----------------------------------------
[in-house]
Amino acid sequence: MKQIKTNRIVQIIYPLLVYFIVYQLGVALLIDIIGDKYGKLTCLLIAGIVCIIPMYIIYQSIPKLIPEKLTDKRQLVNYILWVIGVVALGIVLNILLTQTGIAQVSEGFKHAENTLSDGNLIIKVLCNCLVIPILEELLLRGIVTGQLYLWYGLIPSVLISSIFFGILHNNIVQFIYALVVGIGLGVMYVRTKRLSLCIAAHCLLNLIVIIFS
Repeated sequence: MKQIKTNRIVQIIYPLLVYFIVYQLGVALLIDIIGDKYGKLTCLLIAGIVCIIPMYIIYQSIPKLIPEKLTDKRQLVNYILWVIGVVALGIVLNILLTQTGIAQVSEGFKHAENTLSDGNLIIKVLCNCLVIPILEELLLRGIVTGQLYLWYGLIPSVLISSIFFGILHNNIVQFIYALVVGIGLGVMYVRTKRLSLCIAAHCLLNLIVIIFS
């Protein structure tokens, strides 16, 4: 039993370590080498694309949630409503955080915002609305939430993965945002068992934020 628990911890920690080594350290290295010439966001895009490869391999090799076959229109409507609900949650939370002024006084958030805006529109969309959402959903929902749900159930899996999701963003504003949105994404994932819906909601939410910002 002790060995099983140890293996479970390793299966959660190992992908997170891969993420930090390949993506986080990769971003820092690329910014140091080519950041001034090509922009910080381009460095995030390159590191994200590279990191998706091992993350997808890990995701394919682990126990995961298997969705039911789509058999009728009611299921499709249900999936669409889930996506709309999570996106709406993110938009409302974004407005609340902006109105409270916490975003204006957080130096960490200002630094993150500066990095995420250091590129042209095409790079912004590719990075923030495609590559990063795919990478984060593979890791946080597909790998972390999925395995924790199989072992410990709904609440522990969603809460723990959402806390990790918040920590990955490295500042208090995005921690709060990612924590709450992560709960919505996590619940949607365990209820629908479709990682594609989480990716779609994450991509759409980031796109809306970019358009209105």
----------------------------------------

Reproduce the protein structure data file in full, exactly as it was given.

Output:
[in-house]
Amino acid sequence: MKQIKTNRIVQIIYPLLVYFIVYQLGVALLIDIIGDKYGKLTCLLIAGIVCIIPMYIIYQSIPKLIPEKLTDKRQLVNYILWVIGVVALGIVLNILLTQTGIAQVSEGFKHAENTLSDGNLIIKVLCNCLVIPILEELLLRGIVTGQLYLWYGLIPSVLISSIFFGILHNNIVQFIYALVVGIGLGVMYVRTKRLSLCIAAHCLLNLIVIIFS
Repeated sequence: MKQIKTNRIVQIIYPLLVYFIVYQLGVALLIDIIGDKYGKLTCLLIAGIVCIIPMYIIYQSIPKLIPEKLTDKRQLVNYILWVIGVVALGIVLNILLTQTGIAQVSEGFKHAENTLSDGNLIIKVLCNCLVIPILEELLLRGIVTGQLYLWYGLIPSVLISSIFFGILHNNIVQFIYALVVGIGLGVMYVRTKRLSLCIAAHCLLNLIVIIFS
């Protein structure tokens, strides 16, 4: 039993370590080498694309949630409503955080915002609305939430993965945002068992934020 628990911890920690080594350290290295010439966001895009490869391999090799076959229109409507609900949650939370002024006084958030805006529109969309959402959903929902749900159930899996999701963003504003949105994404994932819906909601939410910002 002790060995099983140890293996479970390793299966959660190992992908997170891969993420930090390949993506986080990769971003820092690329910014140091080519950041001034090509922009910080381009460095995030390159590191994200590279990191998706091992993350997808890990995701394919682990126990995961298997969705039911789509058999009728009611299921499709249900999936669409889930996506709309999570996106709406993110938009409302974004407005609340902006109105409270916490975003204006957080130096960490200002630094993150500066990095995420250091590129042209095409790079912004590719990075923030495609590559990063795919990478984060593979890791946080597909790998972390999925395995924790199989072992410990709904609440522990969603809460723990959402806390990790918040920590990955490295500042208090995005921690709060990612924590709450992560709960919505996590619940949607365990209820629908479709990682594609989480990716779609994450991509759409980031796109809306970019358009209105």